India’s Coal Power Usage Set to Shrink for First Time in 14 Years
(Bloomberg) -- Coal’s use for power in India is set to shrink for the first time in at least 14 years as demand slows and cheaper and cleaner renewable sources of electricity erode the fossil fuel’s share.
Coal generation fell for a fourth month in November, the longest such streak in government data going back to 2005. That echoes a decline in consumption because of slowing industrial activity and prolonged rains that pushed up production from hydroelectric dams while curbing electricity demand for air conditioning and irrigation.
When demand is down, utilities end up reducing offtake from costlier coal plants, and buy more from other sources such as hydro, renewables and nuclear, said Sambitosh Mohapatra, partner for power and utilities at PricewaterhouseCoopers India.
Power generation from coal, the most polluting fossil fuel, slumped 11% from a year earlier in November. Output in the year to November fell 2.4%, the first ever drop for the 11-month period.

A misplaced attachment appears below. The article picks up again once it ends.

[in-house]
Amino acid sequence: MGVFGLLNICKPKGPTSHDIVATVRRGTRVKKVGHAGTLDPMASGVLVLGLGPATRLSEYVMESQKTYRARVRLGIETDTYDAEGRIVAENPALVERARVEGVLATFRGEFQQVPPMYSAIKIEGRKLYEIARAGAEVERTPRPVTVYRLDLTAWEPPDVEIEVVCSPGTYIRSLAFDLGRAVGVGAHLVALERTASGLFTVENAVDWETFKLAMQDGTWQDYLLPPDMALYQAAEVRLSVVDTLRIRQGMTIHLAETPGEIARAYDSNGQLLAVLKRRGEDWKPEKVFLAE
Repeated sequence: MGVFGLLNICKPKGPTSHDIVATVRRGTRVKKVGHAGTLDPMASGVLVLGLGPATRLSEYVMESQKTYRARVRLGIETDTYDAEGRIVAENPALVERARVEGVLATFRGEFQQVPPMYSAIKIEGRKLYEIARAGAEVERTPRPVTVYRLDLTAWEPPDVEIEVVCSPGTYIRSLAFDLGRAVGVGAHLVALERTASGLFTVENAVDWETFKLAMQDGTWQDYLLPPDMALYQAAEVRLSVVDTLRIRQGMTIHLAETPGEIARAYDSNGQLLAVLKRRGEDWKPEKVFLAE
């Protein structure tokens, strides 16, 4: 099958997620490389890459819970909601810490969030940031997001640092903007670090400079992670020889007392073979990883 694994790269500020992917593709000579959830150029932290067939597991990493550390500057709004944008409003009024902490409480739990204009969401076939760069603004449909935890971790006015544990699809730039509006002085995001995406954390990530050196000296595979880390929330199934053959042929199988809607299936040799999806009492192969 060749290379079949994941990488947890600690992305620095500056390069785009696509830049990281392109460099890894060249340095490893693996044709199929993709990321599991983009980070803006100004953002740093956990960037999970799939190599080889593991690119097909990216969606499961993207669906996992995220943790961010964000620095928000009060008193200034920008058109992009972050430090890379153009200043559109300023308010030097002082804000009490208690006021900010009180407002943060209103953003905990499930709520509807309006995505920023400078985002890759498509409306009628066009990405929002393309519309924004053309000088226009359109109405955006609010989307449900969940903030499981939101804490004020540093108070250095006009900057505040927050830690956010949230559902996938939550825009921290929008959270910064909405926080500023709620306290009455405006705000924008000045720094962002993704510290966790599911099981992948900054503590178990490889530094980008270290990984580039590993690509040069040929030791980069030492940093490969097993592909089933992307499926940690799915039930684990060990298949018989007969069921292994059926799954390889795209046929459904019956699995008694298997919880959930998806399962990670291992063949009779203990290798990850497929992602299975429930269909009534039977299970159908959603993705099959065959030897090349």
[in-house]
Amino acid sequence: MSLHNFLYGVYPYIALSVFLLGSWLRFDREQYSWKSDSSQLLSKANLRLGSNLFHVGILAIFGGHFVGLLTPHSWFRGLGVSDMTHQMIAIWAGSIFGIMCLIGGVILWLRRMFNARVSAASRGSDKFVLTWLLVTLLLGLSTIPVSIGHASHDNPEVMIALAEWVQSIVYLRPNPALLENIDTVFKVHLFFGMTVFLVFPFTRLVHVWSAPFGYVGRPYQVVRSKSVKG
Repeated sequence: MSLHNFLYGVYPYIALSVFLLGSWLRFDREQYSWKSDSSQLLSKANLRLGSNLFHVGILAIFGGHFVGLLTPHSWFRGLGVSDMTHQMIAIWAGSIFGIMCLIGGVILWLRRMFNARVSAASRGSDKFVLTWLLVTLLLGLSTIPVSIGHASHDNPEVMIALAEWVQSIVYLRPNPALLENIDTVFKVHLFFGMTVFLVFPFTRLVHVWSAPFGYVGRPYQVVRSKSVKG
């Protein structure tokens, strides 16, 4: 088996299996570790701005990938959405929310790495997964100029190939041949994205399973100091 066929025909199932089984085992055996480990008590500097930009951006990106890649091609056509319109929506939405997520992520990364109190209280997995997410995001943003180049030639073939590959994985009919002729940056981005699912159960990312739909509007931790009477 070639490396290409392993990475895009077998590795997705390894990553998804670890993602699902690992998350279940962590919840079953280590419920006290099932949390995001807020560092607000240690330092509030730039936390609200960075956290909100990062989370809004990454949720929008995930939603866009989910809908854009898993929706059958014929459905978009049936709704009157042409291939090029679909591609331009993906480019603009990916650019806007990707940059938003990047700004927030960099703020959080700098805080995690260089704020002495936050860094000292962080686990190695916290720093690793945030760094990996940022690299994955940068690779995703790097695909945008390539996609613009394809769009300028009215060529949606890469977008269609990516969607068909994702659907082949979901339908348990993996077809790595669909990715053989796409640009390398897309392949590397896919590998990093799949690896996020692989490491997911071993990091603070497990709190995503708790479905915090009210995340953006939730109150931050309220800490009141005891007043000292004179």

India has a coal-fired generation capacity of almost 198 gigawatts, which accounts for about 54% of its installed generation capacity. That share has reduced over the past years and is set to come down further as the country adds more clean power to deal with air pollution and meet its climate goals. India’s coal fleet used barely 51.4% of its capacity in November, compared with 60.5% a year earlier, Central Electricity Authority data showed.
(Michael Bloomberg, the founder and majority owner of Bloomberg LP, the parent company of Bloomberg News, has committed $500 million to launch Beyond Carbon, a campaign aimed at closing the remaining coal-powered plants in the U.S. by 2030 and slowing the construction of new gas plants.)
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